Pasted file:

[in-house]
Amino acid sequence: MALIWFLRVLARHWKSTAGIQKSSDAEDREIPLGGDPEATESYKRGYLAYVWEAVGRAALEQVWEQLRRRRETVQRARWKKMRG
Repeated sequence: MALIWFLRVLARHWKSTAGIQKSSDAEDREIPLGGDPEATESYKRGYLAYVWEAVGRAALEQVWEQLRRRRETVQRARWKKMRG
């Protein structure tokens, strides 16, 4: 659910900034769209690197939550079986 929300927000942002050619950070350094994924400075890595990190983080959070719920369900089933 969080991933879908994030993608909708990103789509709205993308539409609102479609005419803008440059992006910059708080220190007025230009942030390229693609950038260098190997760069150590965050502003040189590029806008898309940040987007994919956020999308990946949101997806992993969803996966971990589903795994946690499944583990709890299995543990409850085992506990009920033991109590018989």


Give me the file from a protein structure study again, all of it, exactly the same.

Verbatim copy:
[in-house]
Amino acid sequence: MALIWFLRVLARHWKSTAGIQKSSDAEDREIPLGGDPEATESYKRGYLAYVWEAVGRAALEQVWEQLRRRRETVQRARWKKMRG
Repeated sequence: MALIWFLRVLARHWKSTAGIQKSSDAEDREIPLGGDPEATESYKRGYLAYVWEAVGRAALEQVWEQLRRRRETVQRARWKKMRG
């Protein structure tokens, strides 16, 4: 659910900034769209690197939550079986 929300927000942002050619950070350094994924400075890595990190983080959070719920369900089933 969080991933879908994030993608909708990103789509709205993308539409609102479609005419803008440059992006910059708080220190007025230009942030390229693609950038260098190997760069150590965050502003040189590029806008898309940040987007994919956020999308990946949101997806992993969803996966971990589903795994946690499944583990709890299995543990409850085992506990009920033991109590018989």